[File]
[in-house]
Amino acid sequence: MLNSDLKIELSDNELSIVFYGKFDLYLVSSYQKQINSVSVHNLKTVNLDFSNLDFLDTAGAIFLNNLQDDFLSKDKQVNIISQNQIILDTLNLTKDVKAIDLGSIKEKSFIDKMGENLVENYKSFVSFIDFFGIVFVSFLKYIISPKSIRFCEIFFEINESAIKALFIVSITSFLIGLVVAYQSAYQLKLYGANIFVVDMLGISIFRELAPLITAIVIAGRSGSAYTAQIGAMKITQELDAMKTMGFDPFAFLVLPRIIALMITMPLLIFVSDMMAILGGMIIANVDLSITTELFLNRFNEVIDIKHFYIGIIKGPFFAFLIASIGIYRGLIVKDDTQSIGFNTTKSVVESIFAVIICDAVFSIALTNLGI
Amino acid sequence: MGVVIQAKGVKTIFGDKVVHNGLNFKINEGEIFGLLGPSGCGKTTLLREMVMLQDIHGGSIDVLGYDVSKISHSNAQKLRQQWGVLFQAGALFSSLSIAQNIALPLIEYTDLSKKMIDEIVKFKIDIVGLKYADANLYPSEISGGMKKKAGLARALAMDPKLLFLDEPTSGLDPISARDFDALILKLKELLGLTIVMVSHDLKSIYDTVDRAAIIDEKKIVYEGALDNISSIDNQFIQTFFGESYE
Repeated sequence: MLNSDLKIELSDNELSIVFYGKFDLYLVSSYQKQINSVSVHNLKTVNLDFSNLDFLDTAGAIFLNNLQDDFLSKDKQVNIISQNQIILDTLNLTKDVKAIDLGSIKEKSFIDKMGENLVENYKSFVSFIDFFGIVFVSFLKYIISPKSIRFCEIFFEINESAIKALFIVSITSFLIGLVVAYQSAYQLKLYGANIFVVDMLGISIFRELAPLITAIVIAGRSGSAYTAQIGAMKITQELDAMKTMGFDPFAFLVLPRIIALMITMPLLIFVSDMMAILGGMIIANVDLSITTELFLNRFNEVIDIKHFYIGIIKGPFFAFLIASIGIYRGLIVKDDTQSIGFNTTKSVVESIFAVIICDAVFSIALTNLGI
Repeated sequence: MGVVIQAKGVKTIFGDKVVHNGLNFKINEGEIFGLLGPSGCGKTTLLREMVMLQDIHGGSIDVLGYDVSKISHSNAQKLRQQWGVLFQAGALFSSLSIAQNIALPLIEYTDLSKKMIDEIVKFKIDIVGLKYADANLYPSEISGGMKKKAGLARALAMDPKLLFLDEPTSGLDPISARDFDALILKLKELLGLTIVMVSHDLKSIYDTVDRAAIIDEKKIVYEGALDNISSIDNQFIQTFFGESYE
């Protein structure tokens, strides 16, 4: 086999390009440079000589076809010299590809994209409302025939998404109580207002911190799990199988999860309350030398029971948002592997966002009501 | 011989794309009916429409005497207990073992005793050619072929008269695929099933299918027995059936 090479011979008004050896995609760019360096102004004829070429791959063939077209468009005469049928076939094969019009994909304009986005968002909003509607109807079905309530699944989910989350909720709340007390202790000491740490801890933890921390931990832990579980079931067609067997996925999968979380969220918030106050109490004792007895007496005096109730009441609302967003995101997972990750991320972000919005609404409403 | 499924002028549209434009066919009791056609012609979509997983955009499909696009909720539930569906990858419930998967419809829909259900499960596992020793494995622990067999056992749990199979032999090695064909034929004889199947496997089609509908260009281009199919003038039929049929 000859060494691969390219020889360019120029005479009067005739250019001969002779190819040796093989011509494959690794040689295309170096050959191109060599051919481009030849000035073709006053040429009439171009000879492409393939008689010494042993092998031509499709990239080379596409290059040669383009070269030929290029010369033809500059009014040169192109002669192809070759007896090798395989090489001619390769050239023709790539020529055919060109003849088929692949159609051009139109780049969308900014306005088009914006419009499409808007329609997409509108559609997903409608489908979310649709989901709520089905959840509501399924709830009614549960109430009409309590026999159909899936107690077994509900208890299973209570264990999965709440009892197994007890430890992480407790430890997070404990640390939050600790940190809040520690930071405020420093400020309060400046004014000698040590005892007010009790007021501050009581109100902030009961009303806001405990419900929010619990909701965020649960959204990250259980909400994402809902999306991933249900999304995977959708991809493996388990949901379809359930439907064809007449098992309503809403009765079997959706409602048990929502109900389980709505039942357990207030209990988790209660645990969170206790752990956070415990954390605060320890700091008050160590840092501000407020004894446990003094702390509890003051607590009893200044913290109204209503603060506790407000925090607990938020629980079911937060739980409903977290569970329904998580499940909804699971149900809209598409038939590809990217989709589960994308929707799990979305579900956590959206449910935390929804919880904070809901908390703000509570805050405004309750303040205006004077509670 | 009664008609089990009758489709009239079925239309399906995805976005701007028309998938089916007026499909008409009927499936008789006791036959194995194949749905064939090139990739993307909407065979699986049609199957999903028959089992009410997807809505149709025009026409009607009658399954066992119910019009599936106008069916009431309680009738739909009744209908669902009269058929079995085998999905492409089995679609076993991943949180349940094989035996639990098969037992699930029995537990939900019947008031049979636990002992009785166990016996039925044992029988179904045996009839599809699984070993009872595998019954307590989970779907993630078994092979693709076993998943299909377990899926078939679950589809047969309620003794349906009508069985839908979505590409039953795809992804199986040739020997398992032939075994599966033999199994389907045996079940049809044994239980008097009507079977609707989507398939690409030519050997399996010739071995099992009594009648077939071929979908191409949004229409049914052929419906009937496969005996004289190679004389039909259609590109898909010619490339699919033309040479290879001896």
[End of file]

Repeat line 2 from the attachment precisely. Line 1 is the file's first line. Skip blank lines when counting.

Amino acid sequence: MLNSDLKIELSDNELSIVFYGKFDLYLVSSYQKQINSVSVHNLKTVNLDFSNLDFLDTAGAIFLNNLQDDFLSKDKQVNIISQNQIILDTLNLTKDVKAIDLGSIKEKSFIDKMGENLVENYKSFVSFIDFFGIVFVSFLKYIISPKSIRFCEIFFEINESAIKALFIVSITSFLIGLVVAYQSAYQLKLYGANIFVVDMLGISIFRELAPLITAIVIAGRSGSAYTAQIGAMKITQELDAMKTMGFDPFAFLVLPRIIALMITMPLLIFVSDMMAILGGMIIANVDLSITTELFLNRFNEVIDIKHFYIGIIKGPFFAFLIASIGIYRGLIVKDDTQSIGFNTTKSVVESIFAVIICDAVFSIALTNLGI